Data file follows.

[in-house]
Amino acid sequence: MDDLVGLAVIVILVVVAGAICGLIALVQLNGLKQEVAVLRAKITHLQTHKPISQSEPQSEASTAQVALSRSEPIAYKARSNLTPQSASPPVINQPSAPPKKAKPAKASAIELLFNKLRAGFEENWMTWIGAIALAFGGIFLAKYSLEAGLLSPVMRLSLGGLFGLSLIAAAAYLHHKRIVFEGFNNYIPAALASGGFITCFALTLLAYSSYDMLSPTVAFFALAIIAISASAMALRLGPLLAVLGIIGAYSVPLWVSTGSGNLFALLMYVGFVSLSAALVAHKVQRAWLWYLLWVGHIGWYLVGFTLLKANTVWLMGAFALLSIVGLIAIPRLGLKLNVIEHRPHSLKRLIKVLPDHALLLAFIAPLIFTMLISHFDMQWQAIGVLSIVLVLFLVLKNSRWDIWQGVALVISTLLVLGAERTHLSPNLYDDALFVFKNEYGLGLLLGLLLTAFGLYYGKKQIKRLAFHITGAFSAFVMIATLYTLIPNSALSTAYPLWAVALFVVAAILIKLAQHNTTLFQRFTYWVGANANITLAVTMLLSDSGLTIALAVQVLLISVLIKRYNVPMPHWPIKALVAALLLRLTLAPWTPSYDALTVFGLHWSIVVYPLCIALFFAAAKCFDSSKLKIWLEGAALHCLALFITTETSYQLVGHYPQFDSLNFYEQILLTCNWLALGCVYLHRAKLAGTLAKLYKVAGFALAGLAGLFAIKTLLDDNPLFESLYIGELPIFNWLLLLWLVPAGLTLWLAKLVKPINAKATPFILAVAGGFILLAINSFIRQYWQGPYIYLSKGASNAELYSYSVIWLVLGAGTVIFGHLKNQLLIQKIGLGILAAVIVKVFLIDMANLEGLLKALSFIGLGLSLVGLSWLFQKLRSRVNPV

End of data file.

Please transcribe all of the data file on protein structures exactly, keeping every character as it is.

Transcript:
[in-house]
Amino acid sequence: MDDLVGLAVIVILVVVAGAICGLIALVQLNGLKQEVAVLRAKITHLQTHKPISQSEPQSEASTAQVALSRSEPIAYKARSNLTPQSASPPVINQPSAPPKKAKPAKASAIELLFNKLRAGFEENWMTWIGAIALAFGGIFLAKYSLEAGLLSPVMRLSLGGLFGLSLIAAAAYLHHKRIVFEGFNNYIPAALASGGFITCFALTLLAYSSYDMLSPTVAFFALAIIAISASAMALRLGPLLAVLGIIGAYSVPLWVSTGSGNLFALLMYVGFVSLSAALVAHKVQRAWLWYLLWVGHIGWYLVGFTLLKANTVWLMGAFALLSIVGLIAIPRLGLKLNVIEHRPHSLKRLIKVLPDHALLLAFIAPLIFTMLISHFDMQWQAIGVLSIVLVLFLVLKNSRWDIWQGVALVISTLLVLGAERTHLSPNLYDDALFVFKNEYGLGLLLGLLLTAFGLYYGKKQIKRLAFHITGAFSAFVMIATLYTLIPNSALSTAYPLWAVALFVVAAILIKLAQHNTTLFQRFTYWVGANANITLAVTMLLSDSGLTIALAVQVLLISVLIKRYNVPMPHWPIKALVAALLLRLTLAPWTPSYDALTVFGLHWSIVVYPLCIALFFAAAKCFDSSKLKIWLEGAALHCLALFITTETSYQLVGHYPQFDSLNFYEQILLTCNWLALGCVYLHRAKLAGTLAKLYKVAGFALAGLAGLFAIKTLLDDNPLFESLYIGELPIFNWLLLLWLVPAGLTLWLAKLVKPINAKATPFILAVAGGFILLAINSFIRQYWQGPYIYLSKGASNAELYSYSVIWLVLGAGTVIFGHLKNQLLIQKIGLGILAAVIVKVFLIDMANLEGLLKALSFIGLGLSLVGLSWLFQKLRSRVNPV